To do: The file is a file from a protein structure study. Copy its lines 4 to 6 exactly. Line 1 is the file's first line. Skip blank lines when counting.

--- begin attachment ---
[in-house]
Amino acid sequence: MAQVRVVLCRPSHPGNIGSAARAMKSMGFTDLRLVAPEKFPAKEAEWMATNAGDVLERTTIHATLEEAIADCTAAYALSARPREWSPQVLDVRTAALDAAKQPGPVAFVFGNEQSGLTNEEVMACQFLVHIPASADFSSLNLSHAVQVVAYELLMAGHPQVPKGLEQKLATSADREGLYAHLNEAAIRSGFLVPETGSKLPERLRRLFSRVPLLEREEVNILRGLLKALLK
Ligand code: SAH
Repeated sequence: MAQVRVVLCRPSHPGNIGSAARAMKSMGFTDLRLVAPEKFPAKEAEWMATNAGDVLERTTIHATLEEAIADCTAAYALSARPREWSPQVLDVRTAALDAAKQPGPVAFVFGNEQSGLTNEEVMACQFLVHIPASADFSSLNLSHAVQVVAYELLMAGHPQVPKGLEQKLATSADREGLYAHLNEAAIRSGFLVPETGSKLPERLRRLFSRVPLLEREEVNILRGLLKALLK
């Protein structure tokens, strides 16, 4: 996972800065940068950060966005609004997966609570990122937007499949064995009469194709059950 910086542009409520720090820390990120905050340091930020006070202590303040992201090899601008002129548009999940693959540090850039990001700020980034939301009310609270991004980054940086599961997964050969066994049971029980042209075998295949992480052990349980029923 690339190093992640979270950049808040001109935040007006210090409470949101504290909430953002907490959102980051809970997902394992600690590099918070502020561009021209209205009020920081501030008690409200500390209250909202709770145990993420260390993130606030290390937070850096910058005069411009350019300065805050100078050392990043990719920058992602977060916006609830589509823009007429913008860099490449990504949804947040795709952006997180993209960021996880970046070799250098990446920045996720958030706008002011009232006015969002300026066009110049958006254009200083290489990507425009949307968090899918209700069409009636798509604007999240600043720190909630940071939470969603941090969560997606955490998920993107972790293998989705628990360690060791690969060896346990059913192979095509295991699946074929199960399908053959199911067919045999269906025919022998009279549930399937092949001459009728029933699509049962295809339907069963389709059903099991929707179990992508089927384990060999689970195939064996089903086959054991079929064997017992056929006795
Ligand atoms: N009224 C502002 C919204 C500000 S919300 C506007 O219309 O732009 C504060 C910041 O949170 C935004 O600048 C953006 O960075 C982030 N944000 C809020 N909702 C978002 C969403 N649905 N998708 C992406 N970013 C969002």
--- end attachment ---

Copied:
Repeated sequence: MAQVRVVLCRPSHPGNIGSAARAMKSMGFTDLRLVAPEKFPAKEAEWMATNAGDVLERTTIHATLEEAIADCTAAYALSARPREWSPQVLDVRTAALDAAKQPGPVAFVFGNEQSGLTNEEVMACQFLVHIPASADFSSLNLSHAVQVVAYELLMAGHPQVPKGLEQKLATSADREGLYAHLNEAAIRSGFLVPETGSKLPERLRRLFSRVPLLEREEVNILRGLLKALLK
């Protein structure tokens, strides 16, 4: 996972800065940068950060966005609004997966609570990122937007499949064995009469194709059950 910086542009409520720090820390990120905050340091930020006070202590303040992201090899601008002129548009999940693959540090850039990001700020980034939301009310609270991004980054940086599961997964050969066994049971029980042209075998295949992480052990349980029923 690339190093992640979270950049808040001109935040007006210090409470949101504290909430953002907490959102980051809970997902394992600690590099918070502020561009021209209205009020920081501030008690409200500390209250909202709770145990993420260390993130606030290390937070850096910058005069411009350019300065805050100078050392990043990719920058992602977060916006609830589509823009007429913008860099490449990504949804947040795709952006997180993209960021996880970046070799250098990446920045996720958030706008002011009232006015969002300026066009110049958006254009200083290489990507425009949307968090899918209700069409009636798509604007999240600043720190909630940071939470969603941090969560997606955490998920993107972790293998989705628990360690060791690969060896346990059913192979095509295991699946074929199960399908053959199911067919045999269906025919022998009279549930399937092949001459009728029933699509049962295809339907069963389709059903099991929707179990992508089927384990060999689970195939064996089903086959054991079929064997017992056929006795
Ligand atoms: N009224 C502002 C919204 C500000 S919300 C506007 O219309 O732009 C504060 C910041 O949170 C935004 O600048 C953006 O960075 C982030 N944000 C809020 N909702 C978002 C969403 N649905 N998708 C992406 N970013 C969002």